Today, The Guardian has released the first chapter from Go Set a Watchman, the new Harper Lee sequel-that-is-actually-a-first-draft-of-To-Kill-A-Mockingbird. The release of this book is incredibly problematic, to borrow a term from the Internet activists, and there are too many peripheral details surrounding the ordeal that make it seem as though the book was only published due to the death of Lee’s protective older sister and the money-hungry opportunism of a lawyer and a publishing house. For more on that, see the following links:
—The dark suspicions behind the release.
—Harper Lee is actually really happy about the release.
—Alabama says she wasn’t manipulated.
—The manuscript wasn’t actually discovered when they said it was.
Note: Spoilers abound below.
But that’s not why we’re here today. We’re here for the chapter, which you can read like a normal person, experience via interactive animation, or listen to, courtesy of Reese Witherspoon’s dulcet tones.
Among the other revelations, a brief passage explains that Jem Finch, who was last seen unconscious at the conclusion of To Kill a Mockingbird, survived that ordeal only to die in young adulthood:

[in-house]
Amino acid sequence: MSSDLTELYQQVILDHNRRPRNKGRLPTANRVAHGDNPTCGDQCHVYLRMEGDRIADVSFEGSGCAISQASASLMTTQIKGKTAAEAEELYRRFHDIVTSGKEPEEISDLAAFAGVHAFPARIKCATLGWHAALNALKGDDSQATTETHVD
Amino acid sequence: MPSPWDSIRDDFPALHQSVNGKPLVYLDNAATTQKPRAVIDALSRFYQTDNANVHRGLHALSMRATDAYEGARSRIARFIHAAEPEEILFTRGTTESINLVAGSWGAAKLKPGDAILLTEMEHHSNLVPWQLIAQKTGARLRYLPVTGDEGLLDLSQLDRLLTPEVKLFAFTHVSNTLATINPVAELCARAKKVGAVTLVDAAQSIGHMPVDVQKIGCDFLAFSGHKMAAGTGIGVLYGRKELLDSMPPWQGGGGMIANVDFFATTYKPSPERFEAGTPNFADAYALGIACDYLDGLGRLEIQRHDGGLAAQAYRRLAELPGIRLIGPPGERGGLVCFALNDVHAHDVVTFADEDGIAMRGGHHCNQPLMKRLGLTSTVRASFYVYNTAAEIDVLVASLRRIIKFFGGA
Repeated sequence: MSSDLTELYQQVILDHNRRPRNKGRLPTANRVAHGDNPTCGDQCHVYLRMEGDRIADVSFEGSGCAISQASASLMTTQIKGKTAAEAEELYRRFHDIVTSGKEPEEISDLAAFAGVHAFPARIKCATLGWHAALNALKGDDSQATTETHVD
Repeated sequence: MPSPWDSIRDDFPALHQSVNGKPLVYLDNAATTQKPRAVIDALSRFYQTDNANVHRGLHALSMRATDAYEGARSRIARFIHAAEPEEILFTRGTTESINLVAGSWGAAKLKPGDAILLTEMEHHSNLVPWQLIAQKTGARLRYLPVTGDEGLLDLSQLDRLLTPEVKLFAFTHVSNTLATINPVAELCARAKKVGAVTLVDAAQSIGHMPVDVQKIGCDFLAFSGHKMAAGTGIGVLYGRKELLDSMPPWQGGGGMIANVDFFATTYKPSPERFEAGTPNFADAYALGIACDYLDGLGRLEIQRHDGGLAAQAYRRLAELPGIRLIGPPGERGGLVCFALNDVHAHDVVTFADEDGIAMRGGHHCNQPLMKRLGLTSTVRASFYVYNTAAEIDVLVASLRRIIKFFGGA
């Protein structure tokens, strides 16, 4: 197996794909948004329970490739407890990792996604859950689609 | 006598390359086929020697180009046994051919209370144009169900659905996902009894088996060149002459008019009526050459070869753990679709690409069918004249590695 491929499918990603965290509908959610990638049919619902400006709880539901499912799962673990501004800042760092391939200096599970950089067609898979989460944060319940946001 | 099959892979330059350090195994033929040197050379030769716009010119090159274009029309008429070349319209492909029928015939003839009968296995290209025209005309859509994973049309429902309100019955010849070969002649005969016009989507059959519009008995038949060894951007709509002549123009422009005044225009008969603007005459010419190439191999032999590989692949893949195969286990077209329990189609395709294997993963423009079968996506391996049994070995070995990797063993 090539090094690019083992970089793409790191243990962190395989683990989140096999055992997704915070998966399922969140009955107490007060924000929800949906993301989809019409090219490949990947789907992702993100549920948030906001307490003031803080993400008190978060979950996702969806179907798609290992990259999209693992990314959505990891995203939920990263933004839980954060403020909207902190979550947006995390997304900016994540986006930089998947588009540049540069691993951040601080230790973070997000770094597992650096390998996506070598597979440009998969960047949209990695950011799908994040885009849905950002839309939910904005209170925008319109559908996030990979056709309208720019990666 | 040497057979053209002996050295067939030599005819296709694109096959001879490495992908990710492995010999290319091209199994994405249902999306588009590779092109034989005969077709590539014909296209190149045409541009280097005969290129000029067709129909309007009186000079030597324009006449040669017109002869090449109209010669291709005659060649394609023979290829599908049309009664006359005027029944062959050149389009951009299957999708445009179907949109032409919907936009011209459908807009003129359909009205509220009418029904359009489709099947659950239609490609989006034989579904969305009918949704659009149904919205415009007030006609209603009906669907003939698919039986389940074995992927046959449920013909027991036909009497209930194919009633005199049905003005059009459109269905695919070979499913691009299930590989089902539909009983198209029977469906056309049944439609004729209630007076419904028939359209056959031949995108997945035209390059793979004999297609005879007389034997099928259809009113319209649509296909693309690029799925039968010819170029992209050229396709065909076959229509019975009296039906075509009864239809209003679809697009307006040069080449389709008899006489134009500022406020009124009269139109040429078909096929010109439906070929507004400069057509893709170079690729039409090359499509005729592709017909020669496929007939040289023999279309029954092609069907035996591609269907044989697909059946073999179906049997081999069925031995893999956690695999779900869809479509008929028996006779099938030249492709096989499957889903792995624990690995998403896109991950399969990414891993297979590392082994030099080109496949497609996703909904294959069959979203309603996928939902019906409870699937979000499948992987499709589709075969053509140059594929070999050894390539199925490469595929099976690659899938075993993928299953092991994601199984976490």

Just about that time, Jean Louise’s brother dropped dead in his tracks one day, and after the nightmare of that was over, Atticus, who had always thought of leaving his practice to his son, looked around for another young man.
Despite my misgivings with the book, I have to admit that the prose is beautiful, and even though I’ll be checking this book out of the library rather than purchasing it outright, I do recommend that you read the chapter. It’s a shame that the circumstances around the book’s release are so seedy, but new Harper Lee prose is a gift under any circumstance.